Velocity distribution is affected by several factors, including pipe surface roughness,
turbulence level, flow area changes. The shear stress of the fluid creates the velocity
distribution in the flow. The flow velocity very close to the pipe wall is zero. This results
in a significant change in velocity across the pipe cross section. The laminar and turbulent velocity distributions are significantly different as a result of different shear stresses
in the flow. In turbulent flow, the velocity gradient is greater near to the pipe wall than it
is in laminar flow. In laminar flow, the center line velocity is higher than in turbulent flow
of equal mean velocity .
With a smoothly shaped outlet from tank to pipe, the velocity profile is a function of distance. The fully developed profile is constant, if it is not disturbed. In a pipe elbow, the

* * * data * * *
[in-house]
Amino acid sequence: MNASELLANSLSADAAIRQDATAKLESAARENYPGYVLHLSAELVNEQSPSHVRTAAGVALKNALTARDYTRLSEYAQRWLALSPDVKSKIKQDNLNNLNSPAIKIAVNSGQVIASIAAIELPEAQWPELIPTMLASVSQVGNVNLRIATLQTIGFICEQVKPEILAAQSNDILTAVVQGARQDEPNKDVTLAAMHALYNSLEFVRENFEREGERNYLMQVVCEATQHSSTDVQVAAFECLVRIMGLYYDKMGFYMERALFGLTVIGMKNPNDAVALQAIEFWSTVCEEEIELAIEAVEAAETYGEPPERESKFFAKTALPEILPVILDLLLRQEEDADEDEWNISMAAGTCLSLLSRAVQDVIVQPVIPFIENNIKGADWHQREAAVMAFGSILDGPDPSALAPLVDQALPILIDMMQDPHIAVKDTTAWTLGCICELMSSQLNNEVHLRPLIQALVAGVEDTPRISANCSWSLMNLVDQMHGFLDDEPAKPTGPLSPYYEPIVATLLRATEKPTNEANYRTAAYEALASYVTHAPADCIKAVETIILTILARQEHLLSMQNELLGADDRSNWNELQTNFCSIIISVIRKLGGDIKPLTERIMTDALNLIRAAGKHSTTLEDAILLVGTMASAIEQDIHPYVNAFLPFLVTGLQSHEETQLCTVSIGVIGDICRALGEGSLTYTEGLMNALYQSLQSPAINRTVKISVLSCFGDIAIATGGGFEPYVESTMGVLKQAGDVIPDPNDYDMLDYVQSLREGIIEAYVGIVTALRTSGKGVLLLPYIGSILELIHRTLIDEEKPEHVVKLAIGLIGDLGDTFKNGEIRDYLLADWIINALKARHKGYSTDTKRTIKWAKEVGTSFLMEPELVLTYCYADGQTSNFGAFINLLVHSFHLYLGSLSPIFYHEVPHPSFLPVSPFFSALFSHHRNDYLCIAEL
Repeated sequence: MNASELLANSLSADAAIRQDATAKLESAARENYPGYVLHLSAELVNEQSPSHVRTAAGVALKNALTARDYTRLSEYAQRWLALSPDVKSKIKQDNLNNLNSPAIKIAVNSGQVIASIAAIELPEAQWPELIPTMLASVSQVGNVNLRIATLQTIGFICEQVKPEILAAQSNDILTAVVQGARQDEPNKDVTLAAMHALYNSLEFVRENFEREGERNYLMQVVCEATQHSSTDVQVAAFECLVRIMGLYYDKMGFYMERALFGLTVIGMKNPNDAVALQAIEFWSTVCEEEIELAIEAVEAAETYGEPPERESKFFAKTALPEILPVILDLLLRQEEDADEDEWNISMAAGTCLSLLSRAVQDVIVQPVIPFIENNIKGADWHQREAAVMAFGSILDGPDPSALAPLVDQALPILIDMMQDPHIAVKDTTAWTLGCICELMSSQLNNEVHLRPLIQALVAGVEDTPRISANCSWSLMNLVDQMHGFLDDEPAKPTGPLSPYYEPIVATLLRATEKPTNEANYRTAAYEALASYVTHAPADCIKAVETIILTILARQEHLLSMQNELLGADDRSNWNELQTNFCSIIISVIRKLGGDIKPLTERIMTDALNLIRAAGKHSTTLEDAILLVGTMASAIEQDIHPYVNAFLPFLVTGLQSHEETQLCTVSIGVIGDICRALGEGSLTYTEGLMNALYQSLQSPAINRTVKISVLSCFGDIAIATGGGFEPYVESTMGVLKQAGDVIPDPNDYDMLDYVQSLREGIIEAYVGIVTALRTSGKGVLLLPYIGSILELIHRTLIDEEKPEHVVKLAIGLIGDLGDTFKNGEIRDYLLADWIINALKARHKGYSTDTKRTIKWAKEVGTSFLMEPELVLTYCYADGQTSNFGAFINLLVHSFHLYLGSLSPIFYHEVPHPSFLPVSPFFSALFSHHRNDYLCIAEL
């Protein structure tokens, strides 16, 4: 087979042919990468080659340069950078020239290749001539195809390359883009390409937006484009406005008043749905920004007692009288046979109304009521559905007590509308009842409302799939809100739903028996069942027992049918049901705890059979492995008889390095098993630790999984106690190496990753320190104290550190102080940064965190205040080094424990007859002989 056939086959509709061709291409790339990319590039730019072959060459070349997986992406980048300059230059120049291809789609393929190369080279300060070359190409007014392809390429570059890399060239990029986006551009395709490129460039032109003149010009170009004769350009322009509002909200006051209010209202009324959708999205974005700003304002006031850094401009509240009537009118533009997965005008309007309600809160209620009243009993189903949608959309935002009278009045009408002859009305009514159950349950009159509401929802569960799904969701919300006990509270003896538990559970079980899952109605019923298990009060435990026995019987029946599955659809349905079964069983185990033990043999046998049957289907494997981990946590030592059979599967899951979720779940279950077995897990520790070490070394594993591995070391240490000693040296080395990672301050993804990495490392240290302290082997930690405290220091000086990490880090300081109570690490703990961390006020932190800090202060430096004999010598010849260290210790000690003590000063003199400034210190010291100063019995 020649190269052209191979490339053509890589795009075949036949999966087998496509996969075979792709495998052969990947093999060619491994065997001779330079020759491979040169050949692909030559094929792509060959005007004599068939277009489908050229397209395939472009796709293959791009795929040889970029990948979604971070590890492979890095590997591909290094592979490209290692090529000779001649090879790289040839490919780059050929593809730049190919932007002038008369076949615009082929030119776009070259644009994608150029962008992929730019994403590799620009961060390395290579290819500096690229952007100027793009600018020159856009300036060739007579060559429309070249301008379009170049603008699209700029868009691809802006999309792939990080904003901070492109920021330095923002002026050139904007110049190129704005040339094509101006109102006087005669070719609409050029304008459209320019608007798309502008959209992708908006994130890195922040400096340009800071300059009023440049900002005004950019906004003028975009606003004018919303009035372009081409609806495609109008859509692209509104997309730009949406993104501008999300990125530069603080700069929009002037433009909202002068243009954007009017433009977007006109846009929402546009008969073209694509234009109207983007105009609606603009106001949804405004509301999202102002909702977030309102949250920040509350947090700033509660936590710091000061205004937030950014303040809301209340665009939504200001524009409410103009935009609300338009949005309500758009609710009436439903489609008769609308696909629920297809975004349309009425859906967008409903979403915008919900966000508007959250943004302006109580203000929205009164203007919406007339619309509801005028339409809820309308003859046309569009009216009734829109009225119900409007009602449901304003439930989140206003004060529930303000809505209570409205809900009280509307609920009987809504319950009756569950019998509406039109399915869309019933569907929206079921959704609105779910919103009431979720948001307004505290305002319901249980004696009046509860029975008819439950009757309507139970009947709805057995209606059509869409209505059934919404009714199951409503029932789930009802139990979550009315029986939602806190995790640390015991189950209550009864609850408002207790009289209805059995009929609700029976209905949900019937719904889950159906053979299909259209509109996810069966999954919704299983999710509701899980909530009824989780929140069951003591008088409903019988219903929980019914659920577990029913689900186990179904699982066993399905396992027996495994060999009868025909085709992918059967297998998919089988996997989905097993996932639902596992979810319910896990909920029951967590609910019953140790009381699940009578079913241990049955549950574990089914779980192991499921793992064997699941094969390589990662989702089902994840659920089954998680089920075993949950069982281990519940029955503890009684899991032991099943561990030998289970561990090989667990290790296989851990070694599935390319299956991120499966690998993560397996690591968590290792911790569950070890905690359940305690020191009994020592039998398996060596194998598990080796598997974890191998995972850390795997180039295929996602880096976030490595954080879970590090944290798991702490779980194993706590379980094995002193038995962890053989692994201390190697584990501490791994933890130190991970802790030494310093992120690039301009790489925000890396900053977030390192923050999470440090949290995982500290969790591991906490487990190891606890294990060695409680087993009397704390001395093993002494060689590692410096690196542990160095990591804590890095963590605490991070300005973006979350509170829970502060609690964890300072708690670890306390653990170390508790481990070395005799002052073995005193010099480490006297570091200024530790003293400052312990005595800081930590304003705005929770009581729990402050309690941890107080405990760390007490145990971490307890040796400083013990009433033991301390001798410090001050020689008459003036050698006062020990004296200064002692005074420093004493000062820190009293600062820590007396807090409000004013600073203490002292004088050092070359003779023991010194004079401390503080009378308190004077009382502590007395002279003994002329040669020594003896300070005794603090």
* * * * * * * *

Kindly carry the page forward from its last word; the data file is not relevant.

fully developed velocity profile is disturbed by inertia forces in the fluid .
A more drastic change in velocity profile can be caused by an orifice or a valve that create a high velocity jet into a flow stream. On the downstream side of an orifice there are
strong vortices which cause flow pressure losses. High velocity jets are also accompanied by the noise, especially in the case of compressible flow. The velocity profile after
the valve is dependent on the valve type and design, and on valve travel. A fully open
ball valve behaves as an extension to the pipe and thus does not disturb the velocity
profile in the way that, for instance, butterfly and globe valves do